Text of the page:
A skin tag is a small piece of soft, hanging skin that may have a peduncle, or stalk. They can appear anywhere on the body, but especially where skin rubs against other skin or clothing.
Other names are an acrochordon, cutaneous papilloma, cutaneous tag, fibroepithelial polyp, fibroma molluscum, fibroma pendulum, soft fibroma, and Templeton skin tags.
Skin tags are very common and generally occur after midlife. They affect men and women equally.
Fast facts on skin tags
Here are some key points about skin tags. More detail is in the main article.
Skin tags are benign tumors of the skin.
They commonly occur in creases or folds of the skin.
They are not dangerous, but they can be removed for aesthetic and cosmetic reasons.
Methods of skin tag removal include over the counter (OTC) therapies, excision, and cryotherapy.
What are skin tags?
Skin tags are harmless and often removed for cosmetic reasons.
Grook Da Oger, own work, 2012
Skin tags are benign, noncancerous, tumors of the skin. They consist of a core of fibers and ducts, nerve cells, fat cells, and a covering or epidermis.
They may appear on the:
under the breasts
neck, in the case of papilloma colli
They often go unnoticed, unless they are in a prominent place or are repeatedly rubbed or scratched, for example, by clothing, jewelry, or when shaving.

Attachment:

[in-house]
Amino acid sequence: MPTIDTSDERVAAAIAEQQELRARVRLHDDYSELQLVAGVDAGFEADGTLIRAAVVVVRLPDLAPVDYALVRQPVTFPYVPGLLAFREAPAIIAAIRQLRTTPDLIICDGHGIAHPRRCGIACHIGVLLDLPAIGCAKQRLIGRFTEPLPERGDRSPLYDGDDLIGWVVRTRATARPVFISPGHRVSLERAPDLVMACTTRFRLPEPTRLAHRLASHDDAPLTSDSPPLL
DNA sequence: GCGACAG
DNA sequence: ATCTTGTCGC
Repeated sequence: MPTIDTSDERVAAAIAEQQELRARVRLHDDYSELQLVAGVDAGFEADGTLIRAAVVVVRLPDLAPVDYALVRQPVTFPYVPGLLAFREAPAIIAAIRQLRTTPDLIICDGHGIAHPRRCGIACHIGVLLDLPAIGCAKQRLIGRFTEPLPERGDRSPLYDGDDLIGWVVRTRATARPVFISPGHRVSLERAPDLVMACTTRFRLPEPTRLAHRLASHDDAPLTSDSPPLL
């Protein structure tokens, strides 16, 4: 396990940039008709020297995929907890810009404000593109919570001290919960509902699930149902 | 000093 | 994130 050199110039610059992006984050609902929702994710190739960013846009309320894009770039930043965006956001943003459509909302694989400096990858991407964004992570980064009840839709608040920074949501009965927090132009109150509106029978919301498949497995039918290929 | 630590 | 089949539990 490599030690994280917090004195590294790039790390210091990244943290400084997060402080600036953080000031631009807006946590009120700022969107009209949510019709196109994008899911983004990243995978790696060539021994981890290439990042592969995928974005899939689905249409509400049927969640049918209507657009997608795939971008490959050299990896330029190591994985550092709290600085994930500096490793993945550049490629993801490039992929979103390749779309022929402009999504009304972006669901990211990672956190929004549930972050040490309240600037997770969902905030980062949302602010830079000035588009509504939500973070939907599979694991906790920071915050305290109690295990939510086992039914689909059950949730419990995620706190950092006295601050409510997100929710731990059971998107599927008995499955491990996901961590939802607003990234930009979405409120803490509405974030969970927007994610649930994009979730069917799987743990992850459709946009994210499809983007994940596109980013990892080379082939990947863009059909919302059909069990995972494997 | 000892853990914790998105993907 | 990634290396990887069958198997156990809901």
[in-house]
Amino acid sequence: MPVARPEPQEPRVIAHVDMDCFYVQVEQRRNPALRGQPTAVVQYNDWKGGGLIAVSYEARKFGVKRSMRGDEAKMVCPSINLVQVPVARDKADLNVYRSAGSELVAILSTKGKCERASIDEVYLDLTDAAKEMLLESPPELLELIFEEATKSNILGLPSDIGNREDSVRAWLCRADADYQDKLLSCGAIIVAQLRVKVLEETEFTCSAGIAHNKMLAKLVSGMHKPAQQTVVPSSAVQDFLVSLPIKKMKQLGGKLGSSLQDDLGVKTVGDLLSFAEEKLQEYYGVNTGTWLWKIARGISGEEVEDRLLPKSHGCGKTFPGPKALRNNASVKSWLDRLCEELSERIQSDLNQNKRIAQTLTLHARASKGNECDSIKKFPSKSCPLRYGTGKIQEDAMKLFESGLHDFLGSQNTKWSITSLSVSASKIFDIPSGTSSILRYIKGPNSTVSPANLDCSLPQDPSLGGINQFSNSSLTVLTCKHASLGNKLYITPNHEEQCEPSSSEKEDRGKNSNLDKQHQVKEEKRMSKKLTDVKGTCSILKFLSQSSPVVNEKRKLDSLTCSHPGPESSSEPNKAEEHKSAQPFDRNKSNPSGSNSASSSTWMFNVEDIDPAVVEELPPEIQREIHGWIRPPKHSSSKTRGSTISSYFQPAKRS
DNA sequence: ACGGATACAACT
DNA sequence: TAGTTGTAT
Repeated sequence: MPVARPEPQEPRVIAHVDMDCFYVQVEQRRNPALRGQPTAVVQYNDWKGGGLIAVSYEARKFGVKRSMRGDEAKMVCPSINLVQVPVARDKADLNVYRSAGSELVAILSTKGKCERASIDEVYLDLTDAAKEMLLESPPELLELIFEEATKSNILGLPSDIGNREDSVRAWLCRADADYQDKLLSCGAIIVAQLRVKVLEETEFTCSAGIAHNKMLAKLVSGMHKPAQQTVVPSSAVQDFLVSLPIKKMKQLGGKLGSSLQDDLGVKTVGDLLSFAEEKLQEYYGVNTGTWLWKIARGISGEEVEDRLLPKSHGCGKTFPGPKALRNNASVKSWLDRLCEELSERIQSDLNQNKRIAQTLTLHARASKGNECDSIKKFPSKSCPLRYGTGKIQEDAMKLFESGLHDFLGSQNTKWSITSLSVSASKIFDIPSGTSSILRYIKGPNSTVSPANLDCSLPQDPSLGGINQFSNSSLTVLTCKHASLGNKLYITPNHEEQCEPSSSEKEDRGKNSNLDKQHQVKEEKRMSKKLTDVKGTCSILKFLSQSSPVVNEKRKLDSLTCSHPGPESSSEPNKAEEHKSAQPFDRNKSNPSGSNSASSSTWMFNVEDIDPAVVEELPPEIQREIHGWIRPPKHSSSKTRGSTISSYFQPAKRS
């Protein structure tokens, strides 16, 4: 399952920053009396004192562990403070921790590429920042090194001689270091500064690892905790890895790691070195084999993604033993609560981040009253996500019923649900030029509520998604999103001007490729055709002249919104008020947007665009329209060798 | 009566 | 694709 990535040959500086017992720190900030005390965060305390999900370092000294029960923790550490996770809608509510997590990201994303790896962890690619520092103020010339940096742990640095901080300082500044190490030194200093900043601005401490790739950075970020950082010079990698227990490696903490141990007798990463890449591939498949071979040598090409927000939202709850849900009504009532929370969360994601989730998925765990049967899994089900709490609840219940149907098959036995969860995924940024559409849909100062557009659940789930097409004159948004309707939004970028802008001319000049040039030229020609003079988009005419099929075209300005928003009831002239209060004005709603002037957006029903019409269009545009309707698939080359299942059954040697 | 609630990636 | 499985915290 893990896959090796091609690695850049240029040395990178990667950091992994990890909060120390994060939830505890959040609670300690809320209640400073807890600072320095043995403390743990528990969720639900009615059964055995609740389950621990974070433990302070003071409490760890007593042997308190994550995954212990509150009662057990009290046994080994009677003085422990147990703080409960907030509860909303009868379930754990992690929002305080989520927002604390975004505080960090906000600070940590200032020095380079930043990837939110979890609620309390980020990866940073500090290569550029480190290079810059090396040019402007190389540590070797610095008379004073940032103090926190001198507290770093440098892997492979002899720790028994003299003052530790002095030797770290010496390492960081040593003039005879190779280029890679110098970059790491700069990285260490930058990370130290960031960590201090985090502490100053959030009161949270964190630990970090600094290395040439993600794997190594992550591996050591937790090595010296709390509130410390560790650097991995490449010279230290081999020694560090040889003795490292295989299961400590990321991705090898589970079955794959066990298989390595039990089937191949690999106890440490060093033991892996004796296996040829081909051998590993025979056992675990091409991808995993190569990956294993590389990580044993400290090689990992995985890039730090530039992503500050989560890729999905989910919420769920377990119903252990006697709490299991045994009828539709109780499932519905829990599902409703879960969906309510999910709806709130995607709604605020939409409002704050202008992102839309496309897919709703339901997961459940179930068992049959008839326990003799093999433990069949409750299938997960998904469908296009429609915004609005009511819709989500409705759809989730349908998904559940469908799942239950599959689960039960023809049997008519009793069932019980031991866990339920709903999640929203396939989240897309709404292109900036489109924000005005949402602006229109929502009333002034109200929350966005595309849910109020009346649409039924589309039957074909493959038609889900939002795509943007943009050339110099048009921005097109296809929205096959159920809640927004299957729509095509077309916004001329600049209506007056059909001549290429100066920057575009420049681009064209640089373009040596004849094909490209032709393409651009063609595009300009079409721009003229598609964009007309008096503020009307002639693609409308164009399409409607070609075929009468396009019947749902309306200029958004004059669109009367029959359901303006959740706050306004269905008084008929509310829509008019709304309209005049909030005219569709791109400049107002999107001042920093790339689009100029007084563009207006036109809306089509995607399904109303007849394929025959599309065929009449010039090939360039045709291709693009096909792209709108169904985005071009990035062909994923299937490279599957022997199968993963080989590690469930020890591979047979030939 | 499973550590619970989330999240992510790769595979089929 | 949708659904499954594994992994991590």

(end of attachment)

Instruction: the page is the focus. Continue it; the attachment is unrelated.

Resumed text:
Some people may have skin tags and never notice them. In some cases, they rub off or fall off painlessly. Very large skin tags may burst under pressure.
The surface of skin tags may be smooth or irregular in appearance. They are often raised from the surface of the skin on fleshy peduncles, or stalks. They are usually flesh-colored or slightly brownish.
Skin tags start small, flattened like a pinhead bump. Some stay small, and some grow bigger. They can range in diameter from 2 millimeters (mm) to 1 centimeter (cm), and some may reach 5cm.
As skin tags are usually harmless, removal is normally for aesthetic or cosmetic reasons.
Large skin tags, especially in areas where they may rub against something, such as clothing, jewelry or skin, may be removed due to irritation.
Removing a large skin tag from the face or under the arms can make shaving easier.
The following procedures may be used:
Cauterization: The skin tag is burned off using electrolysis
Cryosurgery: The skin tag is frozen off using a probe containing liquid nitrogen
Ligation: The blood supply to the skin tag is interrupted
Excision: The tag is cut out with a scalpel
These procedures should only be done by a dermatologist, or specialist skin doctor, or a similarly trained medical professional.